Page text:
Participants noted a general change in motivation across the four follow-ups, the root of which ranged from the general stress of lockdown to tiredness and/or changes in mental health (n = 21). Overall, these changes made it more difficult for people to stay active and while for some these dips in motivation were temporary, others reported several weeks where their motivation levels impacted their ability to stay active.
“Follow up 1: Lack of motivation on some days. Follow up 2: Motivation - I have found it hard to motivate myself some days. Weather - the weather hasn't been great the last week, which has lowered my motivation to go walking each day. Follow up 3: I've not had motivation to exercise on a number of days. I've also struggled to stay active with the heat of the last few days. Also, my mood hasn't made me want to exercise. Follow up 4: Motivation - have felt quite unmotivated on some days. Colder/wet weather has prevented me from walking some days. I've felt a little unwell on some days, which has meant I've not exercised as much as I normally would.” FP124
Issues Faced Across Lockdown
Similarly, lack of space and equipment, remained an issue for people. These issues were particularly difficult for people in shared accommodation, either with family or housemates, where they did not have a space to use for exercise without disrupting others in the household (initial survey, n = 39 Follow ups, n = 14). In addition, issues with internet connectivity meant that even when people had developed new online routines, these were disrupted by external factors. This was coupled with a continued feeling of uneasiness with regards to exercising outside, with many participants worried that others were not appropriately social distancing in the places where they would go to exercise, for example, local parks (n = 14).
“Follow up 1: I walk in the park at weekend, and in the afternoon the park is rammed with people and cyclists (not supposed to cycle in the park). The amount of people makes it difficult to keep social distancing.” FP59
Finding the time for exercise during lockdown was also a recurring issue for people. Lack of time throughout the week made it difficult for people to maintain regular exercise routines; there were a few reasons for this lack of time including ongoing childcare commitments or increased socialising (online and in-person) as lockdown progressed. One of the biggest factors affecting people's time for exercise across the follow ups was pressure from work (n = 27). Work pressures came in the form of increased workloads, external pressures from employers or specific deadlines.
“[My Motivation] hasn't changed, I just don't have the same opportunity to engage in it as I'm looking after the children all day every day every week.” P141
Finally, a factor affecting many participants was illness and injury experienced during lockdown (n = 48). Some of these were incidental to lockdown, people getting a cold or toothache, however many experienced injuries related to their change in physical activity. People who had increased their sedentary time due to now working from home reported experiencing aches in the back and neck due to poor ergonomic setups and increased screen time. Moreover, there were several reports of sporting injuries being incurred due to the sudden change in activity type and intensity.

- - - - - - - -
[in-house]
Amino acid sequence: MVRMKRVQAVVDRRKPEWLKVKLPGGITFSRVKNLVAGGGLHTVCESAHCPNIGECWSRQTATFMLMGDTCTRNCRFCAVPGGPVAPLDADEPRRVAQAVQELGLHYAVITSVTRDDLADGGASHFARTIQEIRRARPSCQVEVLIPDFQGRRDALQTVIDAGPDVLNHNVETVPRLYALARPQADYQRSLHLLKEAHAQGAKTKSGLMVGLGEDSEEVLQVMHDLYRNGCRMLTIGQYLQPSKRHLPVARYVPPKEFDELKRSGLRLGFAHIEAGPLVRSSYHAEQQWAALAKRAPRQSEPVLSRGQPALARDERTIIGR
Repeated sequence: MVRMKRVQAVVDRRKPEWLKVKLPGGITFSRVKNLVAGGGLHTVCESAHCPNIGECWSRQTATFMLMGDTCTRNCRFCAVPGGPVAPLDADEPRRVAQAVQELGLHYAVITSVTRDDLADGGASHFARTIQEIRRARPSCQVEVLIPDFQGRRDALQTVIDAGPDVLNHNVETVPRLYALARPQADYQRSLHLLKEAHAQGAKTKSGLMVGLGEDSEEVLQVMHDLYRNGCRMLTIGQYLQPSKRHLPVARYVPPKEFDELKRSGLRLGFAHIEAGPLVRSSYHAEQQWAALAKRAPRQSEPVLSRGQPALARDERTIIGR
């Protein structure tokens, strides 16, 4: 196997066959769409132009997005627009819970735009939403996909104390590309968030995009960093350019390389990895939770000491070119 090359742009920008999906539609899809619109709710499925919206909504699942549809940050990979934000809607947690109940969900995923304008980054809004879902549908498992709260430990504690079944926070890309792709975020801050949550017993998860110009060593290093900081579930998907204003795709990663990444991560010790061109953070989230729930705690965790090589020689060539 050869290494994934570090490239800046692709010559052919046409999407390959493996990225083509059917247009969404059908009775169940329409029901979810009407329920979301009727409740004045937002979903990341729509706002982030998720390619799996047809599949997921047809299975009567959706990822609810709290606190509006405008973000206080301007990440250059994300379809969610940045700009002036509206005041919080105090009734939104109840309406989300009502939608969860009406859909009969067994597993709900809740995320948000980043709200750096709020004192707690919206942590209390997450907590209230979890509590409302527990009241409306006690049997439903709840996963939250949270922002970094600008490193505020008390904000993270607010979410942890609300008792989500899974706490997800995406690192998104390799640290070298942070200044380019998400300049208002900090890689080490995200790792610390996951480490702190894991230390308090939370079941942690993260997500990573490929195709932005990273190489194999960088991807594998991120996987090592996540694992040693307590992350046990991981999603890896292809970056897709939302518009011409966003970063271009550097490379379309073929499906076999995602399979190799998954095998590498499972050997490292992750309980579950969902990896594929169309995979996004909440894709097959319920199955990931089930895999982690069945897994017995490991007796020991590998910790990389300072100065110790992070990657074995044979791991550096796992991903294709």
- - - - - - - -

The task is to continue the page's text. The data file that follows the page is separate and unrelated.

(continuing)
From Follow up 1: “Some new right lower leg and ankle pain that comes on after jogging, not during. Usually, I only jog once a week but have increased this to twice weekly, as unable to go swimming.” FP54
The Reported Use of Physical Activity Technology During Lockdown
Firstly, from our results we see similar declines in physical activity due to lockdown for work and travel as well as an increase in sitting time, as reported in other works (34). However, we did not see a significant drop in people's reported vigorous work activity, plausibly largely due to the already low levels of vigorous work activity reported in our sample of predominantly desktop-based workers. Moreover, we saw an increase in participants' reported vigorous and moderate sport activity time, seemingly in response to the recognition of a decrease in other activity. Participants noted an increase in their awareness of the need to be active, both for the physical and mental health benefits that have been identified in prior works (1, 3, 19). Moreover, our findings suggest a change in people's motivations to be active. Participants noted a desire to be more active to combat the overall inactivity caused by lockdown and, for some, lockdown brought a reduction of the barriers people typically experience to being active, such as those shown in (6). Others found it a useful coping mechanism for dealing with lockdown and getting out of the house.
Physical activity technology use saw a significant increase during the lockdown, and the use of such technology remained stable thereafter among the participants who completed the four follow-up surveys. While many saw an increase, the high use of activity tracker use was already relatively high, with many people “rediscovering” their old activity trackers or changing the way they use them.
Activity tracking helped people stay aware of their activity levels, establish goals, and remember to move, as has been demonstrated outside of lockdown (20, 21) and reported by the companies such as Garmin and FitBit (41, 42). At the same time, technology appeared to influence the volume of time spent, specifically, on vigorous sport: activity trackers were found to significantly help people maintain vigorous sport levels in the first few weeks and fitness planning apps were linked to increased activity in the final follow-up week.